January 21, 1989 |
Shortly before 11 p.m. on Wednesday, a commodities trader sleeping in his Gold Coast apartment was jarred awake by the telephone. "This is the FBI. Be down in your lobby in 10 minutes," ordered the agent, calling from a car phone. When the frightened trader arrived in the lobby of his expensive building, waiting for him were two FBI agents and a man he had known for the last year as a fellow trader working at the Chicago Mercantile Exchange.
August 4, 1989 |
Up to a third of the 46 commodities traders and brokers indicted for allegedly cheating customers at the Chicago Board of Trade and the Chicago Mercantile Exchange have agreed to cooperate with federal prosecutors, defense attorneys said Thursday. While the level of cooperation is greater than previously known and strengthens the government's case, legal experts say that a number of hurdles remain in the way of both prosecution and defense lawyers.
December 1, 1987 |
The stock market's steep drop helped push livestock, meat and cotton futures down their daily limits Monday, but most other commodities reacted to fundamental market factors more than to outside influences. Stock index futures retreated, soybean and corn futures closed lower and wheat futures advanced. Also, gold gained while the other precious metals declined and energy futures retreated.
July 29, 1987 |
Platinum led a rally in precious metal futures prices Tuesday as a weakening dollar, renewed inflationary worries and heightened tension in the Persian Gulf sent uneasy traders scurrying for "secure" investments. "Platinum is the most thinly traded of the precious metals, and any shift in the speculative climate is most sensitively reflected there first," said Howard Levine, first vice president with Shearson Lehman Bros. in New York.
November 13, 1985 |
Treasury bond futures soared to five-year highs Tuesday on the Chicago Board of Trade amid growing conviction that Congress will be able to pare the federal budget deficit. Treasury bond futures for delivery in December finished with a gain of more than 1 percentage point, closing at the highest level for a Treasury bond contract since December, 1980.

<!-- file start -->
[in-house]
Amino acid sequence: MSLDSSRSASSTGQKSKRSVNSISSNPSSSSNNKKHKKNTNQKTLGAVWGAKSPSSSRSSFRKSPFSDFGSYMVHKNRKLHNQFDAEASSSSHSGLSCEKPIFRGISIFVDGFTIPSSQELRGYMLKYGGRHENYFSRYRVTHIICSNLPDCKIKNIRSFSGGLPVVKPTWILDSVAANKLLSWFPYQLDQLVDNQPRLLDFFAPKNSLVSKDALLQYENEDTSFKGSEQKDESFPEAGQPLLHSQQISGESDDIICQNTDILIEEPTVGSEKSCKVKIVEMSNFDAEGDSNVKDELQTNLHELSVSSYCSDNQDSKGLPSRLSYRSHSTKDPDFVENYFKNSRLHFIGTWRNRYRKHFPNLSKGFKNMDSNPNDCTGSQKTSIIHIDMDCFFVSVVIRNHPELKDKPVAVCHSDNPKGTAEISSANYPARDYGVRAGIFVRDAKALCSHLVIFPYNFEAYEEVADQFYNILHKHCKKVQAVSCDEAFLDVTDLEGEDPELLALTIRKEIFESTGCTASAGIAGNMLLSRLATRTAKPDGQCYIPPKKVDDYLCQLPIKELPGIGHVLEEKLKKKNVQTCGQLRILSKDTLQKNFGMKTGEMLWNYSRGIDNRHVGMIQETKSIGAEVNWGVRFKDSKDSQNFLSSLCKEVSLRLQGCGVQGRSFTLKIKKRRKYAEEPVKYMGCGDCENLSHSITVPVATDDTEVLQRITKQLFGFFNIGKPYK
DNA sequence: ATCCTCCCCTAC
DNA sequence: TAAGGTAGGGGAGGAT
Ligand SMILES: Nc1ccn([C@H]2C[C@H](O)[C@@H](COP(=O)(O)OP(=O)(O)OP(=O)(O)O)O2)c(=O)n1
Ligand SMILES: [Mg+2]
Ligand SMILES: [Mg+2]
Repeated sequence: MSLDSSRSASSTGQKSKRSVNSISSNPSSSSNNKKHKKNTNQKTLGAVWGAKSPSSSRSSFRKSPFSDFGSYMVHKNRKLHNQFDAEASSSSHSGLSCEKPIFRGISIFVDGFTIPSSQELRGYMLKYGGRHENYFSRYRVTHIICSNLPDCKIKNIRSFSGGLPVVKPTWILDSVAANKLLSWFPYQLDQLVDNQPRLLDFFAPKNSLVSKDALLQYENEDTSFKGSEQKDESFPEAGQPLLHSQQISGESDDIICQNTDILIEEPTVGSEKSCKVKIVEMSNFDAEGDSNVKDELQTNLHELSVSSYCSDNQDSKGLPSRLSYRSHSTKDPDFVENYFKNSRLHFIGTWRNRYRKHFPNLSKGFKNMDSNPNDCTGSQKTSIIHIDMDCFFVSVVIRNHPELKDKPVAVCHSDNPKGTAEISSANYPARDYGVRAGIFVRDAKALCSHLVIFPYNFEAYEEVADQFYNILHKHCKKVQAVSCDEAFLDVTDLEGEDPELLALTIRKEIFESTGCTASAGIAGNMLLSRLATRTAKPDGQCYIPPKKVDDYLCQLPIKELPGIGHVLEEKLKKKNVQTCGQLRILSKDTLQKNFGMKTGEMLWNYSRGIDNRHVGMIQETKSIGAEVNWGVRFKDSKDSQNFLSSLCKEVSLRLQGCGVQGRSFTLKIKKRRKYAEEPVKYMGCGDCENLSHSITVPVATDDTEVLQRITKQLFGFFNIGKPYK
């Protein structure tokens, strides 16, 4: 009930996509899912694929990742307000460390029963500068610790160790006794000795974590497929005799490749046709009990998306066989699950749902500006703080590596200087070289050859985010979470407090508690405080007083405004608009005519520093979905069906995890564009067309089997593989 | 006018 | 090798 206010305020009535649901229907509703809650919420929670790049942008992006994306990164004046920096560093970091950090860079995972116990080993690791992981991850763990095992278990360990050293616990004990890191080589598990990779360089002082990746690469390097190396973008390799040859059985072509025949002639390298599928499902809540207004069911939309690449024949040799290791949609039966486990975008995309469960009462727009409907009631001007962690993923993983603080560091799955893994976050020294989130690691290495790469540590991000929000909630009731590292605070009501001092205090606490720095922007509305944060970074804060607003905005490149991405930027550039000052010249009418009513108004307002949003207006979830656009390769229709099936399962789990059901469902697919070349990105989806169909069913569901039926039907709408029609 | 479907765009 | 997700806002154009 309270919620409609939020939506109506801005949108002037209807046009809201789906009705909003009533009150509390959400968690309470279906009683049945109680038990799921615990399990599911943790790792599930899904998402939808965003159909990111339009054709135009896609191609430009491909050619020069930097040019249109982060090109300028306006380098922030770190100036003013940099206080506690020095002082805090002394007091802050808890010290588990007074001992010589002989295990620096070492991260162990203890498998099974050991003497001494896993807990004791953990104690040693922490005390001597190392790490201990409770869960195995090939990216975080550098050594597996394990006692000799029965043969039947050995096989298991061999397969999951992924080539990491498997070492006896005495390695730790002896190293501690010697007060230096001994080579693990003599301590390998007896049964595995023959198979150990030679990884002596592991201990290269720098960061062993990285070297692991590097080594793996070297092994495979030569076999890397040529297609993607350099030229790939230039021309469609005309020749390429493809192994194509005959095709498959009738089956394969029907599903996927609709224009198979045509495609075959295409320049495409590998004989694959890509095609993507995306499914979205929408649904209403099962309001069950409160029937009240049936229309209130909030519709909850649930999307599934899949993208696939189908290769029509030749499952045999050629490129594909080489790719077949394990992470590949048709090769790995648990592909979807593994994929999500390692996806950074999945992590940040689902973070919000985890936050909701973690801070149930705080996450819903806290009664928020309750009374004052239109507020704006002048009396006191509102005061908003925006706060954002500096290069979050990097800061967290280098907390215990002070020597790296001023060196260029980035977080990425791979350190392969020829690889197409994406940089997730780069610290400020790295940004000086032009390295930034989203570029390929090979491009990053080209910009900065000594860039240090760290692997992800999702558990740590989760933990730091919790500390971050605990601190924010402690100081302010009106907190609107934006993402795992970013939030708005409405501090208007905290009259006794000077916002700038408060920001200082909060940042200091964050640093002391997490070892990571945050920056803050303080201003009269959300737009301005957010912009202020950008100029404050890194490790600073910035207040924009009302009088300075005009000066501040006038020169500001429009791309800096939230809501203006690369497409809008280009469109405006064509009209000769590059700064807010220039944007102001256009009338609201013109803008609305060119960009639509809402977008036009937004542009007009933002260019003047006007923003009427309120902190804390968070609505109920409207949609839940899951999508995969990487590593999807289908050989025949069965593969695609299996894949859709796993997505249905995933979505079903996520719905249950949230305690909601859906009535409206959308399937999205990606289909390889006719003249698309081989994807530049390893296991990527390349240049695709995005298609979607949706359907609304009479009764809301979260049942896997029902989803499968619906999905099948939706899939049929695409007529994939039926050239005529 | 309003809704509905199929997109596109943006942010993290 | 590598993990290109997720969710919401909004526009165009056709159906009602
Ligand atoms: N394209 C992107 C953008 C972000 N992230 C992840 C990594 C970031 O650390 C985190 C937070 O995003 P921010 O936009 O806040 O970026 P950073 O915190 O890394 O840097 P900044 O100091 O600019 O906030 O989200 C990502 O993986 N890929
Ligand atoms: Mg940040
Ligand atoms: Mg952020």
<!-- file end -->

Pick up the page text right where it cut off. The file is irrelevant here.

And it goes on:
June 21, 1985 |
Livestock and meat prices plunged Thursday on the Chicago Mercantile Exchange on the eve of several major government reports on animal inventories. Live cattle for delivery in June and August fell by the 1.5 cent a pound limit, ending the day at new low prices. "It's just sick," said Robert Saathoff, vice president for commodity research in New York with Prudential-Bache Securities. Saathoff said cattle being slaughtered are about 5% heavier than those slaughtered a year ago, and demand is poor.
July 31, 1986 |
Prospects for a worsening drought in the Mississippi Delta propelled soybean futures ahead strongly Wednesday on the Chicago Board of Trade. In other markets, livestock and meat futures settled sharply lower, coffee plunged the limit 4 cents a pound, cotton advanced strongly and oil moved higher. "Beans started strong and they were supported all day," said Victor Lespinasse, a trader with Dean Witter Reynolds Inc.
March 3, 1987 |
Coffee futures prices took a nosedive Monday as hope waned for efforts to renegotiate international export quotas. On other markets, grain and soybean futures were mostly higher, most livestock and meat futures advanced and energy futures were mostly lower. The meeting in London of the International Coffee Organization appeared on the verge of breaking up without any agreement on export quotas for the 1986-87 season, said Sandra Kaul, an analyst in New York with Shearson Lehman Bros.
October 2, 1987 |
Pork futures climbed the limit allowed for daily trading Thursday while cattle futures fluctuated wildly. Grain and soybean futures were sharply higher. Brisk buying in the live hog and frozen pork belly pits of the Chicago Mercantile Exchange was linked to Wednesday's government report showing a 9% expansion in the nation's hog herd, said Philip Stanley, an analyst in Chicago with Thomson McKinnon Securities Inc. Live hogs bounced back to settle up the 1.